Military Cryptanalytics, Part III

The NSA has just declassified and released a redacted version of Military Cryptanalytics, Part III, by Lambros D. Callimahos, October 1977.

Parts I and II, by Lambros D. Callimahos and William F. Friedman, were released decades ago — I believe repeatedly, in increasingly unredacted form — and published by the late Wayne Griswold Barker’s Agean Park Press. I own them in hardcover.

Like Parts I and II, Part III is primarily concerned with pre-computer ciphers. At this point, the document only has historical interest. If there is any lesson for today, it’s that modern cryptanalysis is possible primarily because people make mistakes

The monograph took a while to become public. The cover page says that the initial FOIA request was made in July 2012: eight and a half years ago.

And there’s more books to come. Page 1 starts off:

This text constitutes the third of six basic texts on the science of cryptanalytics. The first two texts together have covered most of the necessary fundamentals of cryptanalytics; this and the remaining three texts will be devoted to more specialized and more advanced aspects of the science.

Presumably, volumes IV, V, and VI are still hidden inside the classified libraries of the NSA.

And from page ii:

Chapters IV-XI are revisions of seven of my monographs in the NSA Technical Literature Series, viz: Monograph No. 19, “The Cryptanalysis of Ciphertext and Plaintext Autokey Systems”; Monograph No. 20, “The Analysis of Systems Employing Long or Continuous Keys”; Monograph No. 21, “The Analysis of Cylindrical Cipher Devices and Strip Cipher Systems”; Monograph No. 22, “The Analysis of Systems Employing Geared Disk Cryptomechanisms”; Monograph No.23, “Fundamentals of Key Analysis”; Monograph No. 15, “An Introduction to Teleprinter Key Analysis”; and Monograph No. 18, “Ars Conjectandi: The Fundamentals of Cryptodiagnosis.”

This points to a whole series of still-classified monographs whose titles we do not even know.

EDITED TO ADD: I have been informed by a reliable source that Parts 4 through 6 were never completed. There may be fragments and notes, but no finished works.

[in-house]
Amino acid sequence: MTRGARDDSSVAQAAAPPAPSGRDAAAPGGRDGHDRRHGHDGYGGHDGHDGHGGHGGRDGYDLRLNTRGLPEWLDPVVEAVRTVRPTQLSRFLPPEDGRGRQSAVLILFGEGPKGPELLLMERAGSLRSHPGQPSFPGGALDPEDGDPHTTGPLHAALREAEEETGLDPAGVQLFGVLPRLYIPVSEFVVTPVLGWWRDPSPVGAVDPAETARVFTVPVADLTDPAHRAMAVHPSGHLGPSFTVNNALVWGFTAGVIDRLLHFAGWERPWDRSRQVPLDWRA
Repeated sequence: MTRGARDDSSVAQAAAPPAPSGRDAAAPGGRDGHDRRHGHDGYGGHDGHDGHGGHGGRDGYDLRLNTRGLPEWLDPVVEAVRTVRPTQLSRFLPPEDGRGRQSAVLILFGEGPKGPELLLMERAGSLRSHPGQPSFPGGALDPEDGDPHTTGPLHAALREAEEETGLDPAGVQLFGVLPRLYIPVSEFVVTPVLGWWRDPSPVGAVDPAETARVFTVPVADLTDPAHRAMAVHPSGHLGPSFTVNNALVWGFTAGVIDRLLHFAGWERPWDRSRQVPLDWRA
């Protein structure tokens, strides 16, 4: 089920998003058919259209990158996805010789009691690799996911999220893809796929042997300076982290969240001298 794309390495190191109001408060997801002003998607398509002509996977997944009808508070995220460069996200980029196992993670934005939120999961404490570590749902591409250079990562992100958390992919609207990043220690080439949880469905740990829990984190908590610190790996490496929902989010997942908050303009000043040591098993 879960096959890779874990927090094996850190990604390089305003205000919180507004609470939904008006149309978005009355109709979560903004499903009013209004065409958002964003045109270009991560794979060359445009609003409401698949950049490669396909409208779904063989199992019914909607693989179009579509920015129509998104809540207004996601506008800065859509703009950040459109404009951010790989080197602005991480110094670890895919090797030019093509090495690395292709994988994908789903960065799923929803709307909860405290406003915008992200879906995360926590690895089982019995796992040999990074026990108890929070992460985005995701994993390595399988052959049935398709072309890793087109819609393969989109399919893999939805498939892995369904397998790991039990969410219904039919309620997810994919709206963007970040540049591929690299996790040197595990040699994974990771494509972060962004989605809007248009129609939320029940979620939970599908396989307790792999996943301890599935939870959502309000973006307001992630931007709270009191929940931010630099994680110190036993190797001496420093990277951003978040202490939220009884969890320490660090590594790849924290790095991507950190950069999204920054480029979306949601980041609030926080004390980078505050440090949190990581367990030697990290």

Posted on January 4, 2021 at 2:34 PM7 Comments


Friedwoman January 5, 2021 3:45 AM

There’s another recent book about pre-computer ciphers: “Codebreaking: A Pracitcal Guide” by Elonka Dunin and Klaus Schmeh. Contrary to “Military Cryptanalytics”, it is new and includes computer-based methods for breaking old ciphers.

Clive Robinson January 5, 2021 5:21 AM

@ Bruce,

“The monograph a while to become public.”

Appears to be missing “took” or similar word.

Goat January 5, 2021 9:07 AM

@Clive +1
Just do a git revert, this would save a lot of effort for the people commening on this blog

David Rudling January 5, 2021 10:00 AM


Sorry. I just realised that version to which I posted a link earlier (still stuck in moderation as I write this) is William Friedman’s earlier Army (not NSA) version.

internet individual January 7, 2021 11:31 PM

@ auto

It appears that I have some reading to accomplish. I wonder if reading such a collection missing 5 / 6 parts will be useful. The book on code-breaking website isnt for sale in the US according to Amazon. When you havent learned any encryption fundementals sans-computer, everything looks like a potential puzzle. so many numbers, lines and words, and possible interpretations. It might take awhile.

Clive Robinson January 8, 2021 5:25 AM

@ internet individual,

The book on code-breaking website isnt for sale in the US according to Amazon.

There has always been issues with getting books published outside of the US sold in the US, it’s in part to do with US legislation on copyright.

So a quick look in the “dead tree cave” that I have suggests you might want to start with,

CRYPTANALYSIS : a study of ciphers and their solutions.

(formerly published under the title “Elementary Cryptanalysis”).

By Helen Fouché Gainess, Dover Publications Inc New York.

ISBN 978-0-486-20097-2

It was originally written in 1939, so covers “hand ciphers” and though teenagers can read it and do the examples it is actually a professional introduction to cryptanalysis.

I purchased a new copy a few years back as a replacment to one that had been borrowed but not returned. It cost £6.99 from Foyles in London. Amazon UK wants only £8.09 new and ondicates 4.50 for second hand.

There are also PDF’s you can find on the Internet by just searching on the authors name, though how good bad they are I don’t know.

Speaking of PDFs a number of US military training guides for WWII cryptographers are available.

David Rudling January 12, 2021 2:54 PM

Clive Robinson is, as usual, quite correct about the availability of WWII guides.

William Friedman did complete parts I – IV of Military Cryptanalysis for the Army and they are available here:-

ht tps://

but it seems only parts I – III were updated for a later NSA version.

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